When you're cooking up a mix, equalization is your
seasoning. You can add new flavors or enhance existing ones.
You can perk up a bland sound or mellow out a sharp one. If
you want to serve up gourmet audio, you should use the freshest,
most natural seasonings – uh, EQ – available.
And just as with flavorings, you can ruin a mix with artificial
or stale equalization. We promise to drop this dumb analogy
if you agree to read the following section. It explains why
Mackie is known for the quality of our EQ – and how
our practical approach can improve your creative product.
2. Lo shelving EQ.
3. Mid Peaking EQ.
4. Brand X Hi and Lo shelving
increases the midrange too.
5. Mackie Hi and Lo shelving
leaves the midrange alone.
6. Mackie's wider Mid
EQ vs. competitor's narrower midrange EQ.
For starters, we put it in the right
Along with designing mixers, Greg Mackie uses them,
too. In the years between TAPCO and Mackie Designs, he had his
hands on just about every mixer made. One of his ongoing frustrations
was where EQ points were placed. They seemed to exist in some
sort of time warp: "High EQ" was placed at 10kHz. That may have
been high back in the Fifties, but today there is another octave
of treble above 10k. Low EQ at 100Hz is equally outmoded –
bass goes a lot lower than that nowadays. And midrange EQ seemed
to be a refugee from some old radio studio board. Centering
mid EQ at 1k might be great for making the spoken voice excruciatingly
audible, but it has little to do with shaping the contours of
So Greg rewrote the book on mixer equalization... as only a
practical musician could.
Hi Shelving EQ at 12kHz.
All of our mixers have Hi Shelving EQ at 12kHz (fig.
1) instead of 10kHz. A gentle 12k boost adds detail and sheen
(without aural fatigue). Cutting at 12k can take a harsh edge
off a sound without emasculating it.
When you're demoing mixers, EQ is one thing you can accurately
test just by playing a CD into a couple of channels. Listen
to how our Hi Shelving EQ delicately enhances the "tizzz" of
cymbals, the delicate texture of strings and the breathiness
of vocals. Then listen to the competition, many of whom still
adhere to the old 10kHz thing.
Lo EQ with firm foundations.
Down there at the bottom, we have 80Hz Lo Shelving
EQ instead of the tubby boom and bonk of 100Hz EQ. 80Hz gives
you more control over deep, fundamental bass that's produced
by kick drums, floor toms, bass guitar, and low synth sounds.
You can add depth and richness to male vocals, fatten up guitar
sounds and create ear-stomping dance mixes.
Shelving EQ that isn't off the shelf.
Shelving EQ gets its name from the plateau, or shelf,
that's created when you boost or cut it. The whole idea is to
boost all of the frequencies above or below a certain point
(in our case, 12kHz and 80Hz). But the shelving equalization
found in some mixers gives you an unpleasant bonus in the midrange.
When you boost high or low shelving EQ on some mixers the midrange
gets boosted, too (fig. 4). When you add high- or low-end, you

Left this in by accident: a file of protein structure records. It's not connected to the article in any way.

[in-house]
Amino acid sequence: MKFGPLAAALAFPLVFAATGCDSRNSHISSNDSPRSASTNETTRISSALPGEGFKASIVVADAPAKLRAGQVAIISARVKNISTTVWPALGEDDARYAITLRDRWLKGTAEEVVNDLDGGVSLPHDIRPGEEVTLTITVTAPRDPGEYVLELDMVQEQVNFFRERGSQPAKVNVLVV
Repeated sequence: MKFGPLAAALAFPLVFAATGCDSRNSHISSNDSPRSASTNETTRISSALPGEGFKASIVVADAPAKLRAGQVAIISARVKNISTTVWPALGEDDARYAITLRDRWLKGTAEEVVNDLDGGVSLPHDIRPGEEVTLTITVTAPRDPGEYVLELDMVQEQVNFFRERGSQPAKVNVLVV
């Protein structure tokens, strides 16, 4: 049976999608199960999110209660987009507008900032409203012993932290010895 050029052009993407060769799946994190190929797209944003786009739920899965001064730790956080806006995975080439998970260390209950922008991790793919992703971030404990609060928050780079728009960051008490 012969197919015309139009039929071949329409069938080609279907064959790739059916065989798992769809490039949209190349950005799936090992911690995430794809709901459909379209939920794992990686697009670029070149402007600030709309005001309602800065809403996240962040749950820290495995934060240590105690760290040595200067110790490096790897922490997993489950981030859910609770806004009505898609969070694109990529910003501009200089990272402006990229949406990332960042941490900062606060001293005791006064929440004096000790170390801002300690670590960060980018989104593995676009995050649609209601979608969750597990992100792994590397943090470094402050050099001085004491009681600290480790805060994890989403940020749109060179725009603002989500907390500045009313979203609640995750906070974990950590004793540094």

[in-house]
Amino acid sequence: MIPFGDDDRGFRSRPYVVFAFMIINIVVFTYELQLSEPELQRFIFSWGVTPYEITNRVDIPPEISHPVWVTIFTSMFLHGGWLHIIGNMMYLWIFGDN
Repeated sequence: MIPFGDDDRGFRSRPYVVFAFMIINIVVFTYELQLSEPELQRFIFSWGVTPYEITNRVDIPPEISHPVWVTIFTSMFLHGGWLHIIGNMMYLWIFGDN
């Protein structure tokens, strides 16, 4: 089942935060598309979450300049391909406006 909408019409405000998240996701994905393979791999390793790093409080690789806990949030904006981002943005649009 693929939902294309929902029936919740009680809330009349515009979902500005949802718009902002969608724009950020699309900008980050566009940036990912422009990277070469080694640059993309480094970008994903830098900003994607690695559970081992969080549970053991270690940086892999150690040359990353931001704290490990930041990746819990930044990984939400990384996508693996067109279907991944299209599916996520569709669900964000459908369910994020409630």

also hear more midrange. So you boost the shelving EQ more.
Which boosts the midrange more, etc. This is a vicious cycle.
Through careful circuit design and more expensive components,
Mackie Designs mixers avoid Hi/Lo-Mid interaction problems (fig.
5). If you want high or low shelving EQ, that's ALL you get.
It's a difference you'll come to appreciate.
Midrange done right.
We located the fixed peaking Mid EQ on our 1202-VLZ
PRO and 1402-VLZ PRO at 2.5kHz (fig. 3) because that's a far
more musical point than 1kHz. 2.5kHz interacts with and enhances
the harmonics of the human voice and many instruments, including
guitar, reeds, horns, and keyboards. Hear the difference for
yourself: At 1k, a boost adds a gradual "hollowness," as if
the sounds were coming through a cardboard tube. As you continue
to boost the 1k, the sound becomes strident and fatiguing. A
2.5k boost adds a brisk clarity of tone that enhances instead
of hurts. Gently cutting 2.5kHz mid EQ de-emphasizes an instrument
or vocal without radically altering its sound.
But there's another reason why so many warranty cards have raves
about Mackie midrange: it's wider than many of our competitors'
mid EQs. That goes for the fixed EQ found on the 1202-VLZ PRO,
1402-VLZ PRO, and for the 1604-VLZ PRO and 1642-VLZ PRO's swept
That's a very important difference. Narrow EQ curves (like the
green one in figure 6), create an unnatural, intrusive effect
that's not good for much except drastic corrections. The wider
a midrange peak is, the more natural it sounds. The broad midrange
EQ curve found on our compact mixers (blue area in fig. 6) is
based on the circuitry in our acclaimed8•Busconsoles. It lets you actually use mid EQ as
a creative enhancement, instead of as an audio "bandage."
On the 1604-VLZ PRO and 1642-VLZ PRO you get swept mid EQ, which
you can sweep as low as 100Hz and as high 8kHz, for amazingly
accurate control over midrange frequencies.
Midrange EQ on the8•Busseries of recording consoles gives you parametric
equalization on the high mids (sweep from 500Hz to 18kHz, bandwidth
variable from 1/12-octave to 3 octaves) and sweepable low mids
(from 45Hz to 3kHz).
And on the large-formatSR40•8andSR56•8,
high mids are sweepable 500Hz to 15kHz, and low mids from 45Hz